Boosting Protein With Hydrolyzed Whey

September 22, 2011

3 Min Read
Boosting Protein With Hydrolyzed Whey

By Mary Higgins, M.S., M.B.A., Contributing Editor

Health-and-wellness trends are driving food formulators to increase the amount of protein in beverages, soups, sauces, bars and other applications. Whey protein hydrolysates (WPH) can be used to increase protein levels in food formulations.

WPH are produced from whey by using heat and/or enzymes in the presence of an acid or a base. Enzymatic hydrolysis is usually the method of choice, as it can minimize the impact of extreme pH and temperature on the protein. When whey protein is hydrolyzed, the protein chains are broken down into smaller segments called peptides. Based on the process and types of enzymes used, these peptides can be of different lengths and may have different functionalities.

WPH can also provide a good source of bioactive peptides, specific protein fragments that can positively influence health. Some bioactive properties of whey proteins include protection against cardiovascular disease, ion binding, antioxidant activities, immunomodulatory effects, satiety effect and anti-allergenicity (The Journal of Clinical Hypertension, 2006; 8(11):775-782.).

According to MaryAnne Drake, Ph.D., professor, Department of Food, Bioprocessing & Nutrition Sciences, and director, sensory applications lab, Southeast Dairy Foods Research Center (administered by the Dairy Research Institute), North Carolina State University, Raleigh, WPH also have many formulation advantages.

Hydrolyzed whey protein is less likely to cause an allergic reaction than nonhydrolyzed whey protein, making it desirable for use in infant formulas and functional food and beverages (Journal of Pediatrics, 1992; 121:S47-S50).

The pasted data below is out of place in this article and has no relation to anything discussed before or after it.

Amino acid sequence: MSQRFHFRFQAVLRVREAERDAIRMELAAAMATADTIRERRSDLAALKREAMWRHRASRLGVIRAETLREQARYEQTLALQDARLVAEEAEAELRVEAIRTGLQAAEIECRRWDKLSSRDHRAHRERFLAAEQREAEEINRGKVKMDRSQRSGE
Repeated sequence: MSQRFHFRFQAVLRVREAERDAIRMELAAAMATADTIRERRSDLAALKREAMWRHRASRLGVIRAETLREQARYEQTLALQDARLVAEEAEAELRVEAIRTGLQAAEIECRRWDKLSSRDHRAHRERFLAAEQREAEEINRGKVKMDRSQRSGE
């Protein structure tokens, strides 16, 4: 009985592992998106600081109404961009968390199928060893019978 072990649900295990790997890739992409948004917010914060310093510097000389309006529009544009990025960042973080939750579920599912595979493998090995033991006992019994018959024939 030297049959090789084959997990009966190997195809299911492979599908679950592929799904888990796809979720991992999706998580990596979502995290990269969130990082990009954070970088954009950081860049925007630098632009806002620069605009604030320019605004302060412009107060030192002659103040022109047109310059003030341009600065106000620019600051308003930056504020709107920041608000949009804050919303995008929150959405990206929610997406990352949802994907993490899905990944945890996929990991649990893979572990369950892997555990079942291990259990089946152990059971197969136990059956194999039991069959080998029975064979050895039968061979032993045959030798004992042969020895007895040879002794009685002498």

Hydrolyzed whey protein is increasingly being used in high-protein bars to increase shelf life. Hydrolyzed whey protein does not bind as much water from other ingredients, so adding a small amount (between 1% and 2%) helps prevent bar hardening over time. Also, WPH tend to be clear, heat-stable and have lower viscosity than other proteins, making them desirable for use in isotonic beverages where high protein levels are often desired.

Product and nutrition research is ongoing to determine the benefits of WPH. The Dairy Research Institute (DRI), Rosemont, IL, is currently exploring production of WPH with improved functionality and flavor and diminished bitter notes.

Generally, the manufacturing process for WPH is to create a slurry, adjust pH, add hydrolyzing enzymes, monitor the process until the desired degree of hydrolysis occurs, and then inactivate the enzyme with heat to spray-dry.

Process optimization will help minimize undesirable flavors, such as brothy and cheesey flavors and bitter taste," Drake says. The Southeast Dairy Research Institute is looking at ways to resolve these issues, including length of time for enzyme hydrolysis, time/temperature profiles in the enzyme deactivation and cool-down, and spray-drying. Other considerations involve the enzyme cocktail itself, which suppliers consider proprietary.

DRI also funded research to evaluate masking agents. Some suppliers sell masking components with WPH, but they work best with specific applications," Drake says. One should also look at the masking ability of other components in the entire food or beverage matrix.

Formulators should shop around for WPH, Drake suggests. Variability in aromatic notes has occurred among samples studied, and two WPH ingredients with the same degree of hydrolysis and from the same supplier can have different aromas.

 

Mary Higgins is vice president of ingredient trade services for the U.S. ingredients program at the U.S. Dairy Export Council, managed by Dairy Management Inc. A graduate of Southern Illinois University with a Bachelor of Science degree in Biological Sciences and a Masters Degree in Animal Nutrition, Higgins completed her Master of Business Administration degree at Concordia University, St. Paul, MN. For more information, visit innovatewithdairy.com or email specific questions to [email protected].

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